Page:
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ARS Home » Southeast Area » Poplarville, Mississippi » Southern Horticultural Research Unit » Research » Publications at this Location » Publication #289826

Title: Genetic and fitness costs of raising wild pollinators in captivity: interaction among species, subspecies and populations of orchard bees

item Sampson, Blair
item Rinehart, Timothy - Tim
item KIRKER, GRANT - Forestry Services
item Werle, Christopher

Submitted to: Entomological Society of America, Southwestern and Southeastern Branch
Publication Type: Abstract Only
Publication Acceptance Date: 1/27/2013
Publication Date: N/A
Citation: N/A

Interpretive Summary:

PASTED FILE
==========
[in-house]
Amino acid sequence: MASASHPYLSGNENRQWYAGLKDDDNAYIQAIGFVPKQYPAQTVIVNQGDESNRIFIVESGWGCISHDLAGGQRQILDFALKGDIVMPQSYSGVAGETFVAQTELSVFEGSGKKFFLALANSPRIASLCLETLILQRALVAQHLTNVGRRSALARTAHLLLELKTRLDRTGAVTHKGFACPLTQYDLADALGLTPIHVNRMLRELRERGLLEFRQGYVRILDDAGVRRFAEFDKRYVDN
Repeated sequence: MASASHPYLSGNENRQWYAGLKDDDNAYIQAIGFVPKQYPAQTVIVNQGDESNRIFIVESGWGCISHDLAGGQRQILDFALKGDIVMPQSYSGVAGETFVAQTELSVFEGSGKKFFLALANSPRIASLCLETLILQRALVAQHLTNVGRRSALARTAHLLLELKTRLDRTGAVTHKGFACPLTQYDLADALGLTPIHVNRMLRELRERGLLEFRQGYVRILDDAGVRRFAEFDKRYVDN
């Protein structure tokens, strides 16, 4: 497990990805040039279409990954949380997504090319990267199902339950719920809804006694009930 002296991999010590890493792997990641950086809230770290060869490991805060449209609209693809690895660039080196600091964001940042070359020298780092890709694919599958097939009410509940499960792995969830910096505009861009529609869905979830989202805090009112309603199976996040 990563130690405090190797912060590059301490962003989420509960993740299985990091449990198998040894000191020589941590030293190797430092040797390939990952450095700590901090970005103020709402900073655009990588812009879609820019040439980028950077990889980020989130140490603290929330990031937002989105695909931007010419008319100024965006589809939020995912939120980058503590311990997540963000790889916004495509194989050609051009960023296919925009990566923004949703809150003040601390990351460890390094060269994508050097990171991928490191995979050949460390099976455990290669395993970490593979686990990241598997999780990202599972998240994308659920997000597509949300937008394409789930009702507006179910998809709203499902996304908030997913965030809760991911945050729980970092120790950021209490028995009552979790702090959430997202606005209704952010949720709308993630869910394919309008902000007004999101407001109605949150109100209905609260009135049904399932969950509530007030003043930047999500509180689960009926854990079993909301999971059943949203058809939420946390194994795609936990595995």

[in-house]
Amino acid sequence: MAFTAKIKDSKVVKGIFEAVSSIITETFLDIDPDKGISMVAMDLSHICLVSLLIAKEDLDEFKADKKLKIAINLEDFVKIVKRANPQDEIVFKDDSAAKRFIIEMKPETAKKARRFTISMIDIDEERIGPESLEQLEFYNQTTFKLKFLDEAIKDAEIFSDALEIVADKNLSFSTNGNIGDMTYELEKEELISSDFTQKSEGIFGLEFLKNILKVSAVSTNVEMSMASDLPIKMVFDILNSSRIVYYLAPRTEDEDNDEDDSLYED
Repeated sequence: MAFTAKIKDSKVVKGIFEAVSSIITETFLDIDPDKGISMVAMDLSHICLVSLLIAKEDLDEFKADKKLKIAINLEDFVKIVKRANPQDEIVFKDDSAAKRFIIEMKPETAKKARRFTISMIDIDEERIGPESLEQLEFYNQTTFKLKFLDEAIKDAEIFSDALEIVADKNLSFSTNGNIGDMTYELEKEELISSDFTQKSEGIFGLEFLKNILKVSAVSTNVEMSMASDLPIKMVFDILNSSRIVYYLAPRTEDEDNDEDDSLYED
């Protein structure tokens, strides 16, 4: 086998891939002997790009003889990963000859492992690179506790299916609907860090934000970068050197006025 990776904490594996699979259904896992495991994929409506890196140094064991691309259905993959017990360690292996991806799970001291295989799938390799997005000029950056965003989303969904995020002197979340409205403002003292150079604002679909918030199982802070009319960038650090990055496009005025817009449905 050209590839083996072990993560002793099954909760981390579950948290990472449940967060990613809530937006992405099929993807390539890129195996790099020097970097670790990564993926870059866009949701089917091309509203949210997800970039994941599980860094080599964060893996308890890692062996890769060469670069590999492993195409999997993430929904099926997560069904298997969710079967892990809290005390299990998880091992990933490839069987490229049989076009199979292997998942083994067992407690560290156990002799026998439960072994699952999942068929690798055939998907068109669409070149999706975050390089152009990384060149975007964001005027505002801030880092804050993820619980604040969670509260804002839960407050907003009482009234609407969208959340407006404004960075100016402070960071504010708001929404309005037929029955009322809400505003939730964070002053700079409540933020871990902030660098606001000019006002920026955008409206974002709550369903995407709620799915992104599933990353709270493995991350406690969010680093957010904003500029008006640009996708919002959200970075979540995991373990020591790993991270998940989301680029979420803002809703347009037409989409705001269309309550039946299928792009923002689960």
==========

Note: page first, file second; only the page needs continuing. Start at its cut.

Technical Abstract: Managed megachilid bees are often established as small genetically uniform populations, whose fate may foretell the costs of ongoing habitat fragmentation on wild pollinator species. Within our small captive population of a managed orchard bee Osmia ribifloris, mtDNA (COI) markers show two populations, each from different subspecies, shared the closest phylogenetic kinship. In fact, the fittest adult females originated from two distant populations, Texas and California, which provisioned the largest and healthiest broods using pollen from southern blueberry cultivars. In contrast, Osmia ribifloris from northern Utah, their Mississippi progeny, along with a floral generalist from east Texas (O. lignaria) produced comparatively fewer brood. Overall, fitness of O. ribifloris also depended on a female’s mating status. For instance, mated bees were more productive than unmated bees. Mated bees nested 2 weeks earlier and produced broods that were twice as heavy. Moreover, 22% of unmated bees actually reduced the fitness of conspecifics through the parasitism of active nests, within which 67% of brood died, a huge loss of potential blueberry pollinators. Such high rates of infanticide as well as a steepening rate of male production indicate a captive bee population in decline. Thus, prompt releases of wild O. ribifloris into blueberry fields with ample forage and nest blocks are preferable to long-term captivity and its risk of unstable secondary sex ratios and facultative nest parasitism.